U.S. home prices soared to a record high in 2021 as low mortgage rates fueled buyers to rush into a market with ultra-low inventory, according to a home price index.
Home prices soared 18.8% in 2021, according to the S&P CoreLogic Case-Schiller U.S. National Home Price Index, the largest increase since the index was created 34 years ago. The soaring home prices were fueled by record low inventory, strong consumer demand and low mortgage rates, Craig J. Lazzara, managing director at S&P DJI, said in the report.
Low inventory led to bidding wars which pushed homes to record highs, the WSJ reported. Low inventory continued into 2022, causing the number of homes for sale to dip to a new low of 860,000 in January, the National Association of Realtors said in a report.
“The inventory of homes on the market remains woefully depleted, and in fact is currently at an all-time low,” Lawrence Yu, NAR’s chief economist, said in the report.
Home sales in January surged to an annual rate of 6.5 million, a 6.5% increase from December, according to the NAR. The median existing-home price surged 15.4% in January on a year-over-year basis.
“Buyers were likely anticipating further rate increases and locking-in at the low rates, and investors added to overall demand with all-cash offers,” Yun said. “Consequently, housing prices continue to move solidly higher.”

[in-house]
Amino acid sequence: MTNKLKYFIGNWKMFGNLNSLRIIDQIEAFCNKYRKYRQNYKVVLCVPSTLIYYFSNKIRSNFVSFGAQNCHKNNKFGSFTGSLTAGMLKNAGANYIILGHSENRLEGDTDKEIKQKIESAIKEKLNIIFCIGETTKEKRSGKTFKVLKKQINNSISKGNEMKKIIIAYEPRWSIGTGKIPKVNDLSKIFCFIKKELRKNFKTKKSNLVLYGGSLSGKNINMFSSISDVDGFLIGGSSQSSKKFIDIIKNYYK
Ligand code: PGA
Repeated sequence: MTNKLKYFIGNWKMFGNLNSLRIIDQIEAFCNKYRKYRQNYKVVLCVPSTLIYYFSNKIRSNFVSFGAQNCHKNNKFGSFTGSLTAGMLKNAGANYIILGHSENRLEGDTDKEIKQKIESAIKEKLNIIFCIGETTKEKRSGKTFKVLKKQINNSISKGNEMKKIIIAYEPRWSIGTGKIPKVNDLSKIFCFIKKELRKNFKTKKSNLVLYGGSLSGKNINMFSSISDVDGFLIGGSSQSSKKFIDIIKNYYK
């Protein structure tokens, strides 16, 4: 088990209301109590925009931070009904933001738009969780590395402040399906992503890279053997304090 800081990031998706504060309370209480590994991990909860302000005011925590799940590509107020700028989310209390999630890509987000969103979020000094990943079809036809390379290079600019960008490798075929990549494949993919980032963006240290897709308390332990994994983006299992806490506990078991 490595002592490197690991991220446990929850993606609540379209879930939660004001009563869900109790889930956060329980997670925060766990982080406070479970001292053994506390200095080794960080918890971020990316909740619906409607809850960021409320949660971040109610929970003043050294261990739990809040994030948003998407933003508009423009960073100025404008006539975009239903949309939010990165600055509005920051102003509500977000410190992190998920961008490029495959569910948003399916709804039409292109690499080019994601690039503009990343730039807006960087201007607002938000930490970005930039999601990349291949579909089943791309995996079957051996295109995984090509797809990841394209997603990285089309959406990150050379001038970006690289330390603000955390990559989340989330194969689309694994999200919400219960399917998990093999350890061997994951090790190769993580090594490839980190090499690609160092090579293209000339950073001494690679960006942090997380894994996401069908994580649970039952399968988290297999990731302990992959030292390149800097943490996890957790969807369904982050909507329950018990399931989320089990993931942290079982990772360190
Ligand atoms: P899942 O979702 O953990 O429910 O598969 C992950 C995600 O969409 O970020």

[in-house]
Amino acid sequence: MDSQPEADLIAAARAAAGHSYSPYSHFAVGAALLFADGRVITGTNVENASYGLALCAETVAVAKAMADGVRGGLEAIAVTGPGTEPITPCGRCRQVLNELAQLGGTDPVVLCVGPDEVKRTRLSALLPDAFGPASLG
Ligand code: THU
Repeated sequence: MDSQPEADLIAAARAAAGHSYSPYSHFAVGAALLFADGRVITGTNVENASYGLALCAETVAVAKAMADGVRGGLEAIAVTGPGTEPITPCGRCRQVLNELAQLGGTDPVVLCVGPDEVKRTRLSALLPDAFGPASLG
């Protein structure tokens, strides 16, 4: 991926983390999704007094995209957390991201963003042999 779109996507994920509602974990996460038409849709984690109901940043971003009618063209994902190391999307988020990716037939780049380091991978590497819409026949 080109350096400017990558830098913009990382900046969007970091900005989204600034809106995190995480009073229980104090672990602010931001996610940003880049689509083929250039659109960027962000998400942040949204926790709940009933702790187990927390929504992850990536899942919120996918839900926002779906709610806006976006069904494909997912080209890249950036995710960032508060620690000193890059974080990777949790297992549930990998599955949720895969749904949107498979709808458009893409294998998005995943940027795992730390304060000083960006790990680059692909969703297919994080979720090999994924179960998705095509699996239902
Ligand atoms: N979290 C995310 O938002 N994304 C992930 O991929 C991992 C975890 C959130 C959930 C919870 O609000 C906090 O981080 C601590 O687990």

Surging home prices are expected to decelerate further into 2022 as mortgage rates continue to increase. The 30-year fixed-rate mortgage reached its highest level since May 2019, rising to 3.92%, according to Freddie Mac.
“The surge in mortgage rates is likely to take a bite out of the demand for housing, mostly among first-time buyers and those with limited budget,” Selma Hepp, deputy chief economist at CoreLogic, to the WSJ.
Meanwhile, Phoenix, Tampa Bay and Miami reported the highest annual gain in the Case-Schiller’s 20 city index, with prices increasing 32.5%, 29.4% and 27.3%, respectively.
“We continue to see very strong growth at the city level,” Lazzara said. “All 20 cities saw price increases in 2021, and prices in all 20 are at their all-time highs.”
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